If you’re a dog lover and are particularly interested in a Lab puppy, it is not only his dwelling place, nutrition, and essentials to prepare, but also the upfront expenses of owning a Labrador. In this article, I’ll share with you “how much is a Labrador puppy” and other costs to anticipate for having one. Read until the end and be prepared for what to expect.
How much is a Labrador retriever puppy?
There is no single answer to this question because breeders and other sources can have different prices for their Labrador for sale.
You might be able to get a puppy from a breeder at a price between $800 and $1200, or maybe even less.
But if you’re eyeing on a championship level Lab, this can cost at least $3000.
Cost: English Labrador vs. American Labrador
You might have heard of these terms when searching for Labrador puppies for sale, and they can be used when describing the types of Lab pertaining to a show Labrador or a field Labrador for that matter.
What is a show type of Lab pup? This refers to the type that is bred to pass breed standards of Labs. They appear stockier and mostly less active. It is a bit more expensive than the field type, costing at least $2000.
English labs are show dogs, which are also referred to as a Bench type of lab. You might not be able to see them out working in the fields, and they fit into the standard sizes and ranges of the kennel club.
And what is a field Lab? This type is bred for its working ability and is usually more affordable than a show lab. It’s also energetic and active. Field types are American Labradors, which don’t necessarily fit the kennel club’s standard height and weight. You won’t see them on a show bench but out in the fields, hence their name field labs.
What factors affect a Lab’s price?
You won’t find the same prices for all Labradors for sale because there are certain factors that affect their price.
Quality of the breeder
It’s not a good idea to look for cheap Labrador for sale because it can mean different things.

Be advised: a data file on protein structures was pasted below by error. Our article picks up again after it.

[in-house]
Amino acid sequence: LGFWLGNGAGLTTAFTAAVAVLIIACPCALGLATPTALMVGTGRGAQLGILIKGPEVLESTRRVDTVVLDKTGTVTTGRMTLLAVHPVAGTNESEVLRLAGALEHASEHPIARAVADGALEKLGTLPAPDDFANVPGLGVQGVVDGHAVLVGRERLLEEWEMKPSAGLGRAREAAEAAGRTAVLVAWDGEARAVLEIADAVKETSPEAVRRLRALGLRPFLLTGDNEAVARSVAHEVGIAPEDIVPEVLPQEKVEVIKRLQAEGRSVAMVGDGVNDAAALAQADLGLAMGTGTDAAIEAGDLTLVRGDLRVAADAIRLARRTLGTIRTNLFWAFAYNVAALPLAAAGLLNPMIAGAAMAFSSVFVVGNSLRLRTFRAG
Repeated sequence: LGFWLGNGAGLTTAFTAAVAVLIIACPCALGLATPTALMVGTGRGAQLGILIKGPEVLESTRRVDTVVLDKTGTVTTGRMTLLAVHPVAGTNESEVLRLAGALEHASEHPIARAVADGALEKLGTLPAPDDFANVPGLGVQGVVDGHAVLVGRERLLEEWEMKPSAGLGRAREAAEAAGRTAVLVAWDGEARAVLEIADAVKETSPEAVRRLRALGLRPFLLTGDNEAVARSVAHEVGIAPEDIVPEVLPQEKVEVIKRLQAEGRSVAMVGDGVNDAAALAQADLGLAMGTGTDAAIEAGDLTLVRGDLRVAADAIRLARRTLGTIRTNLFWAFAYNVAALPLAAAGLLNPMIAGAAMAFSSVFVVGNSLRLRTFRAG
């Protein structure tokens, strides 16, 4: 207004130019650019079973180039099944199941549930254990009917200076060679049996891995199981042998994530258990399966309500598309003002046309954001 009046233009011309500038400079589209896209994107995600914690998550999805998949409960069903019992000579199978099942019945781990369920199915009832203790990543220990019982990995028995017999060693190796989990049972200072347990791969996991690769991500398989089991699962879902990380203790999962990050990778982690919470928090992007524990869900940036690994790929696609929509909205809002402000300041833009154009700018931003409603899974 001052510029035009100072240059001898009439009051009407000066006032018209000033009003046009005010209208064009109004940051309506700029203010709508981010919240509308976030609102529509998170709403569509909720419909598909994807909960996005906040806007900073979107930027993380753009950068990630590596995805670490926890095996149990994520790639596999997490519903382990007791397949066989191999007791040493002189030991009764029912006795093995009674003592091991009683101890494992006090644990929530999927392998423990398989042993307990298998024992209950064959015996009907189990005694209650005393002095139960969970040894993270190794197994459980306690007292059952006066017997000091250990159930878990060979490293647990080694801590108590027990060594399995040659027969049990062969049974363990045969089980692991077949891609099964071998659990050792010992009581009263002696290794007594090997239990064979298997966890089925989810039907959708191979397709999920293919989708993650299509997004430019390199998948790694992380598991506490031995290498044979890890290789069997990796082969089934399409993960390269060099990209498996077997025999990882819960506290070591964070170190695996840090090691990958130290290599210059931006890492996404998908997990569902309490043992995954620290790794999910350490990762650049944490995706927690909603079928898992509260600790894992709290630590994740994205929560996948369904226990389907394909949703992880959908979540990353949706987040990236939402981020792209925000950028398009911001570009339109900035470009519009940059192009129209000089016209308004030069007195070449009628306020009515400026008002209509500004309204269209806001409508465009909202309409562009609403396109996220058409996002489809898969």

For example, a cheap Lab pup might mean a less trained or experienced, neglected, or even a sick puppy. This would require more cost along the way.
That’s why you should avoid puppy mills and unethical breeders when buying a Lab puppy. They’re more concerned about fattening their wallets than breeding and raising a healthy Labrador.
If you decide to buy a Lab puppy, I recommend getting yours from a decent and reputable breeder, who is responsible and genuinely cares for the health and wellbeing of a Lab puppy.
A responsible breeder would want to meet you in person and screen for any genetic diseases that a Lab may have later (hip and elbow dysplasia, etc.).
Good Lab breeders breed premium bloodlines, which puppies cost several thousands of dollars. If you want your Lab to participate in dog shows in the future, then you might have to pay more upfront. This is because premium Lab puppies from champion bloodlines have undergone stricter standards and processes.
Although if you’re not looking into having your Lab participate in shows, you might not have to get Lab puppies coming from a champion bloodline.
Season and location
Prices can be lower in the winter months when the demand tends to be lower than in the summer or warm months.
The location of the breeder can also affect the price of a Lab puppy, which can be higher if they’re living in a high-cost location and have many customers.
Younger puppies, mostly around eight weeks, tend to cost higher than older puppies because of their higher demand. Many families would love to enjoy the earlier stages of their pup; thus, they may have to pay more.
What’s the initial cost of owning Lab puppies?
The upfront cost of the puppy isn’t the only thing you have to consider regarding how much to spend. Your canine will certainly need some essentials before bringing them home. Here are a few of the initial expenses to take into account.
You need to buy high-quality food designed for puppies. Stock up on essential food items and expect to spend at least $80 for this, depending on the puppy food brand. Be careful about feeding and giving treats to your Lab puppy that tends to overeat and thus has a higher risk of gaining more weight.
You need to prepare high quality water and food bowls before taking home your puppy. I advise on buying stainless steel ones, typically costing at least $10.
Give your puppy the comfort that they deserve with a nice and soft puppy bed, which can also help them avoid problems, like hip and elbow dysplasia. Expect to spend at least $50 to invest on a quality puppy bed. This can be more depending on the manufacturer/brand you’re buying from.
Prevent your puppy from developing nasty behavior like chewing. Buy them a crate that is integral in training them to be a good dog. Expect to spend at least $50 for a dog crate.
Labradors are playful and active, and they have a constant desire to play and be active. They are lovely dogs that do well in interacting with people and other pets. You need to buy them toys so that they can spend their overflowing energy and stay stimulated.